Some stared off into the distance, a couple squabbled half-heartedly, half a dozen had their heads on the desks (was Michael actually asleep?), and even the most conscientious were struggling to keep their minds on the rather mundane exercise I’d set for them. Well, it hadn’t seemed mundane when I was planning it the night before; in fact, I’d managed to convince myself that this activity would, finally, allow the students to get their teeth into something enlivening. But it hadn’t really worked.
We’d shut the windows to keep the hot February wind out of our classroom, but this only made it worse; after a lunch hour tearing around outside, twenty-five sweaty boys meant that they brought the heat in on their bodies. All day – no, if I was honest, all week! – I’d struggled unsuccessfully to engage them, and I was beginning to think it was time to abandon the attempt. Maybe it was best just to see out the afternoon and try again tomorrow.
This was 1971. This was my second year of teaching and I hoped it would be a fresh start after a challenging first year at a different school. I was desperate to find some way of focussing the intelligent energy I was convinced was there, though up til now I’d seen only flashes of it. The boys were usually compliant, most of them keen to please and wanting to continue to succeed (as most had done at this Melbourne private school), but there’d been little real intellectual excitement.
And, right now, there was none. Just lethargy. Going through the motions. Waiting for the bell. I could feel it in myself.
Then Andrew, something of a class clown, climbed up on a desk, apparently intending to open one of the high windows in our stuffy classroom. There was a long rope attached to this high window, installed make it possible to open the window without climbing on the desks, but Andrew wasn’t a boy who liked to do things the obvious way.
‘Andrew,’ I said rather irritably (and perhaps more loudly than was necessary). ‘Get down from the desk.’
A slow smile spread across his freckled face. He had my attention. He looked down from his vantage point and saw that he had everyone’s attention. He grabbed hold of the dangling rope and put it loosely around his neck.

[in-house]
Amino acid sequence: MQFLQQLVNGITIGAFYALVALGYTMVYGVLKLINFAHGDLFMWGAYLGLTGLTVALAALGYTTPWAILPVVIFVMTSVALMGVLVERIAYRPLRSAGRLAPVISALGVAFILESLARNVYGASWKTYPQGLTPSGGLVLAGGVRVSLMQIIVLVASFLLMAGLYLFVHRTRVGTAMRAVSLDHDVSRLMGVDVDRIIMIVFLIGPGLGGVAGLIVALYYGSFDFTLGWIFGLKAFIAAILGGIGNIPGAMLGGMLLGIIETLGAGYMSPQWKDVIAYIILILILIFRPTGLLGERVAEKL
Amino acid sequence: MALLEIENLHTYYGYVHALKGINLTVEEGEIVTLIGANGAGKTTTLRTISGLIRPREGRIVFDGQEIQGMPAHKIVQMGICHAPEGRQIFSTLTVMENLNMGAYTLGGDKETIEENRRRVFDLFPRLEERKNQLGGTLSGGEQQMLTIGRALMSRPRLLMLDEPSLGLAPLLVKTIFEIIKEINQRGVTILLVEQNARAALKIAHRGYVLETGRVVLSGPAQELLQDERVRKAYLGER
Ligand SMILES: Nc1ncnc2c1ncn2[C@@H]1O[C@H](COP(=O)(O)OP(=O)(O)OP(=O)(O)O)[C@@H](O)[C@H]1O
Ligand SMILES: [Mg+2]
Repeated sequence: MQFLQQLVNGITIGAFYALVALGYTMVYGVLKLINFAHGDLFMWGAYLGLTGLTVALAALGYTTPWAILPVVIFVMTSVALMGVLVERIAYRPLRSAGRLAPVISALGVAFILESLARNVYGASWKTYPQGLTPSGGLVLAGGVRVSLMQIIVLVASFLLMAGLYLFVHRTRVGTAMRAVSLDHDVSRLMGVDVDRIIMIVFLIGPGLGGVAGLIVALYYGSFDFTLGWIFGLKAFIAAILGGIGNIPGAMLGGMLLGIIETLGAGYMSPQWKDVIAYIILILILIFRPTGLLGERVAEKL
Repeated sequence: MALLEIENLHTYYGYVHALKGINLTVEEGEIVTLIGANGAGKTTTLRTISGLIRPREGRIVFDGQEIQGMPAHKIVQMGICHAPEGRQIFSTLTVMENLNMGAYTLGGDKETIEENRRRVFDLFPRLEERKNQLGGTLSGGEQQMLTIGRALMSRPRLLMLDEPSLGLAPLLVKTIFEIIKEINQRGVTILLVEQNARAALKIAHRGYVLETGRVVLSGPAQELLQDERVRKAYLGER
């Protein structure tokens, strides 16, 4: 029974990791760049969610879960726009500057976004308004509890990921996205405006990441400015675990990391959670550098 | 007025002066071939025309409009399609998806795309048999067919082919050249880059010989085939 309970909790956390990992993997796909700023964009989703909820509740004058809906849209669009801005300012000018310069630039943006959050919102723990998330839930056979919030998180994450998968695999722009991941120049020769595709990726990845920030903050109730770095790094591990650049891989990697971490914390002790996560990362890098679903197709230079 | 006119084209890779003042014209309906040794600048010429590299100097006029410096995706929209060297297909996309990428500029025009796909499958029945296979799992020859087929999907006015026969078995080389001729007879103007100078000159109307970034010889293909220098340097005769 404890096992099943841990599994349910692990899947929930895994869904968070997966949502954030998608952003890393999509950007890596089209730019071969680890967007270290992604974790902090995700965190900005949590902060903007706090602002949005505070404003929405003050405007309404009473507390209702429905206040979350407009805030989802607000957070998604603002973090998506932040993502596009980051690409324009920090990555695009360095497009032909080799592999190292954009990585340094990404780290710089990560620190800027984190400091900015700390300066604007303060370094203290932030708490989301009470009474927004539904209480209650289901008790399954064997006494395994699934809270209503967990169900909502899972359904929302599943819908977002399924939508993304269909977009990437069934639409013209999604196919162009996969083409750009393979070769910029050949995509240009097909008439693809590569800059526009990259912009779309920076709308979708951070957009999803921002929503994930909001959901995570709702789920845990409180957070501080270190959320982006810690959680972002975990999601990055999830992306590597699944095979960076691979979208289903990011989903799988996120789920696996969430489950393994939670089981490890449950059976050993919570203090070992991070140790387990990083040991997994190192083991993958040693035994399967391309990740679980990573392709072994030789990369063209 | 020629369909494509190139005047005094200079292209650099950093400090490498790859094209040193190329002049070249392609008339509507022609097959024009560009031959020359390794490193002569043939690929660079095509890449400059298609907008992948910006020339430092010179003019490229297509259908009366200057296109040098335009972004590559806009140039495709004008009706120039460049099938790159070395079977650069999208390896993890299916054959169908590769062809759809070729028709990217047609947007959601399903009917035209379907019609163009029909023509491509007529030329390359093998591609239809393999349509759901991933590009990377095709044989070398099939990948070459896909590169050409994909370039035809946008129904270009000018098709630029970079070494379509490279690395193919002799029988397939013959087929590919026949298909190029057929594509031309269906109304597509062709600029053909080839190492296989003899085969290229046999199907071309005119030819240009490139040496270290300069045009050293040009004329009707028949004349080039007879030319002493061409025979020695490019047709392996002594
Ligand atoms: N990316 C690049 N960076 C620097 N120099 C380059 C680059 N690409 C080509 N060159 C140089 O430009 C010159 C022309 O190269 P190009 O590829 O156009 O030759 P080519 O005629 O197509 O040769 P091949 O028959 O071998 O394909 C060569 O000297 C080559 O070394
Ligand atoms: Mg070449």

‘Is this a hanging offence?’ he asked.
We all laughed.
I looked around the room. Where a moment before the boys had been listless and unconnected, suddenly they were alert, focussed, engaged. It was what I’d been hoping the exercise would have done, or any number of things I’d tried during those early weeks.
I very much wanted to prolong the moment, and, not quite sure where this would lead, I had an idea.
‘You are on trial, Andrew English,’ I intoned in a voice that I hoped sounded like some 19thh century judge, ‘for the wilfull act of attempting to hang yourself by the neck until dead. Take your place in the dock …’ I hastily moved one of the desks so that it sat in relation to my ‘judge’s’ desk where a dock in a courtroom might be. ‘… and subject yourself to the full might of blind British justice.’
Andrew’s smile broadened. Then he made a half-hearted attempt to look awed, bowed his head, and solemnly got off the desk and sat himself down in the ‘dock’.
I sat in the judge’s chair and hastily appointed a lawyer for the prosecution, another for the defence. Other students became character witnesses or observers, court reporters and the like. The ridiculous nature of the alleged crime – attempting suicide – was never questioned; we’d suspended disbelief.
For the next hour or so, our classroom was transformed, the heat forgotten. I watched as a group of lethargic 11 year olds transform themselves, in an instant, into a galvanised team attempting to creatively cope with the excitingly unexpected. They put on new voices, adopted new body language, created (in that hour or so) a new space shaped by their imaginations and ability to think on the go.
All of that happened 43 years ago. I think it’s possibly fair to say that I’ve spent the last 43 years trying to understand that moment better, and to find ways of building what I glimpsed at then into my teaching. Dull minds became intelligent, spent bodies became animated. Something significant was triggered, released, harnessed.
One way of describing that moment would be to say that a story was told that captured imaginations, got into bodies, agitated molecules, and changed the way an environment was constituted. A story did something. It became an actor, an agent, a mover, in our classroom. We became infected by its presence and found ourselves being carried along by a momentum that hadn’t been present before the story made its entrance.
During the past 43 years, I’ve come to know better (but never understood enough) about the ways in which a story acts in and on the world, and how this capacity of a story to do its work can be used in classrooms to release and focus dormant energies. Perhaps unsurprisingly, I moved into secondary English teaching and then, for a period of about ten years, into psychotherapy, where those who came to see me – often adolescents or primary aged children – would tell me stories and we would work with them.
These two moves – to secondary English teaching and psychotherapy – were, as I said, perhaps unsurprising, given my professional preoccupation with the potential power of story. Yet in both those professions, I found myself being diverted from my earlier insight that a story is a free agent, an actor, a do-er of things in the world. In both secondary English teaching, and then in psychotherapy, I found myself being unconsciously seduced by the notion that a story is less an agent of unpredictably but exciting change, and more an object to be understood and studied from a disciplined distance.